Bayonetta 2 (Wii U) Review

When the Wii U was announced, much hype was made about the fact that Nintendo finally had a system that could go toe-to-toe with the competition on a technical level. Yet, thus far the system has only really been used as Nintendo franchise machine with a little extra oomph. Thankfully, Bayonetta 2 has finally arrived to show the Nintendo faithful and doubters just what this sweet little system is capable of. This isn’t just the best action title on the Wii U, it’s the best and most blissfully entertaining action game that’s been released in this entire generation so far. Rated M with a bullet and packing more skull-cracking high-kicks and swordplay than the entire Shaw Brothers’ oeuvre, Bayonetta 2 will make hardcore gamers weak at the knees just watching the action on screen. Hand them a controller and they’ll be drooling and giggling with joy until the end credits roll. We’re talking about an action game that starts with a massive fight scene set on a jet fighter flying through a city and somehow the designers manage to keep topping themselves from there. An absolute blast.

Now, while I consider Bayonetta 2 to be a gorgeous and mind-bogglingly fun gaming experience, I couldn’t describe the plot to you with a high-heeled boot gun to my head. I tuned out at some point during the prologue, which involved our titular witch enjoying a big city shopping spree before being interrupted by a magical military assault that leads to a battle across heaven and hell. Beyond that most basic description of the events, I have no idea what happened. The plot is nonsensical in a stream-of-conscious manner that feels very at home in the anime aesthetic. Calling the characters two-dimensional even feels like giving the writers too much credit and the hyper sexualization of the heroine is just absurd from start to finish. Not that I was offended or irritated by any of this (well, except for some of the sophomoric humor which is just dumb not offensive). The game’s story almost feels like a parody of anime conventions in just how far it pushes the genre extremes. It’s certainly never boring for a second and frequently quite funny, especially when the comedy isn’t intentional.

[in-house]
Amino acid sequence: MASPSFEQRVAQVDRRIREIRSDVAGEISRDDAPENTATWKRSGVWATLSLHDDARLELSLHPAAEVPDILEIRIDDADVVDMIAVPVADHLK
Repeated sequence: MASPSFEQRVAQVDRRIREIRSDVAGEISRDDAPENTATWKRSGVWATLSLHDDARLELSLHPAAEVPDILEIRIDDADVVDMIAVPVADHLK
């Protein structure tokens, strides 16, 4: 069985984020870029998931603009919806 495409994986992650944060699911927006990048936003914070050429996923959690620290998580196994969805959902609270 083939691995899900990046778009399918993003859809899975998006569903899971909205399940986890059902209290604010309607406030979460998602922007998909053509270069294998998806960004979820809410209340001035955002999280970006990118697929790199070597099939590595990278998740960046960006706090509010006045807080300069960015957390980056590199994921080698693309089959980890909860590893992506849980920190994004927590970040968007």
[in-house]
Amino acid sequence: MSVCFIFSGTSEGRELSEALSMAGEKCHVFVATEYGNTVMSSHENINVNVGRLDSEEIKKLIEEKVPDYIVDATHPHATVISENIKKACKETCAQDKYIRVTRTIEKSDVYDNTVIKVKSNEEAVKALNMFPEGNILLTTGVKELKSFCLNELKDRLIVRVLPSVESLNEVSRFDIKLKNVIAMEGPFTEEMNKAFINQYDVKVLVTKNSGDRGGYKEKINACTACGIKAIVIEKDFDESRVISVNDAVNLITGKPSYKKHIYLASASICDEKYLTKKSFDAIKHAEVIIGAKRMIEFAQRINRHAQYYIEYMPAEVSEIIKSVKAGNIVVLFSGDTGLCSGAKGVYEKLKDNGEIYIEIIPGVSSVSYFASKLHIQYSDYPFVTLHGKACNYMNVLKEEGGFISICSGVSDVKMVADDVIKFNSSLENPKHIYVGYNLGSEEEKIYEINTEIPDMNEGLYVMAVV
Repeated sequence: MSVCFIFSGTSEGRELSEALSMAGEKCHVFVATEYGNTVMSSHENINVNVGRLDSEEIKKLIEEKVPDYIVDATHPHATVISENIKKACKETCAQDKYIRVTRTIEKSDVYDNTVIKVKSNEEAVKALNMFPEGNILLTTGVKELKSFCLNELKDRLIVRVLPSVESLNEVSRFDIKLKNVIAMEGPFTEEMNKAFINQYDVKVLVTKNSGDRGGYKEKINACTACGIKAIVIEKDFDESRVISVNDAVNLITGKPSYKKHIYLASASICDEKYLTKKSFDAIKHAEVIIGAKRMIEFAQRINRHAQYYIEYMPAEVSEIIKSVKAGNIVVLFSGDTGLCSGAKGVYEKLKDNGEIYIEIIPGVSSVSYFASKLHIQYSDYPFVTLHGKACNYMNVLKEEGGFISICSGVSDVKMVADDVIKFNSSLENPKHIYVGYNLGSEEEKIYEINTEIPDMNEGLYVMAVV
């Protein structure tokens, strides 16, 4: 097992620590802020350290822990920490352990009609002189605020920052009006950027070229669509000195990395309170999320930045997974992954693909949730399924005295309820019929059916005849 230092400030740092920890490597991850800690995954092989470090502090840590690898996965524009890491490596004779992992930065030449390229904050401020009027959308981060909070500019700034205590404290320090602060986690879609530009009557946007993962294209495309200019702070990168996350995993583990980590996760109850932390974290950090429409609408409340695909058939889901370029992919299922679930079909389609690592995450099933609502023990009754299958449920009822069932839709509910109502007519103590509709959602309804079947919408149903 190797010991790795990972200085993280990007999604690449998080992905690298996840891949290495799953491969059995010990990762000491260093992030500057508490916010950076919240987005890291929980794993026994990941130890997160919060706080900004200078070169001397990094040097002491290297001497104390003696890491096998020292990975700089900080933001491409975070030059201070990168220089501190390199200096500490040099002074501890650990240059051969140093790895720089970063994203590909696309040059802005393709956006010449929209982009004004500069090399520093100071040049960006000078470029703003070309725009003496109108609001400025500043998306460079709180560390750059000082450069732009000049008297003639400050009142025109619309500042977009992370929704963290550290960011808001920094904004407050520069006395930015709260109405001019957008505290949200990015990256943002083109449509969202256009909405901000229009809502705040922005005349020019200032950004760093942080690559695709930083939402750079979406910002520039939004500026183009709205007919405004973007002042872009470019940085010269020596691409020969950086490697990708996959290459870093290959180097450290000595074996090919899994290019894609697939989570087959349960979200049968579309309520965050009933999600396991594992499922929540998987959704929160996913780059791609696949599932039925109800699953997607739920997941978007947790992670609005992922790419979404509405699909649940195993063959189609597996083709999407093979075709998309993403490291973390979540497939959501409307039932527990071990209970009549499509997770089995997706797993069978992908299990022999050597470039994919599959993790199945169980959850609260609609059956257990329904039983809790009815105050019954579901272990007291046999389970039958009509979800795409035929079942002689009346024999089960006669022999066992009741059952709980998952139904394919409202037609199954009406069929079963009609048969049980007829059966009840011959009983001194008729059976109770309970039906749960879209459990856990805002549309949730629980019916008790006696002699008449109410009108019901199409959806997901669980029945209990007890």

Of course, you don’t exactly sit down to play a game like Bayonetta 2 for the complex storytelling and emotionally rich characterizations. That would be tonally inappropriate and even worse, it would get in the way of all of the glorious bloodshed. This game is all about the combat, people. Everything else is just an excuse to get there, and oh, what wonderful combat it is. Since you play as a witch, magic powers embodied in flaming dragons or giant stilettos made of deadly hair join in on the fun with traditional objects of ass-kickery like swords and guns. Each weapon comes with its own combos and all are executed with a simple two button set up that’s easy to learn and difficult to master (there’s also an even more stripped down touch screen control system for beginners, but the default controls are so amazing that it’s more of a bonus feature than anything else).

Despite the fact that the fights explode onto the screen with blazing speed and that you’ll normally be fighting a variety of enemies at once, there’s never a second when you won’t feel in control. It’s an incredibly intuitive control scheme that’s deep and satisfying. Your moves all look devastating and very rarely do two fights ever feel the same. Aside from button mashing attack sprees, strategy comes into play through combo systems, items, magic, and a clever slow-mo “witch mode” that arrives after a successfully dodged attack. Make no mistake, none of the vast array of enemies should be taken lightly, but Bayonetta feels so insanely powerful in battle that you’ll truly feel like you can overcome any obstacle.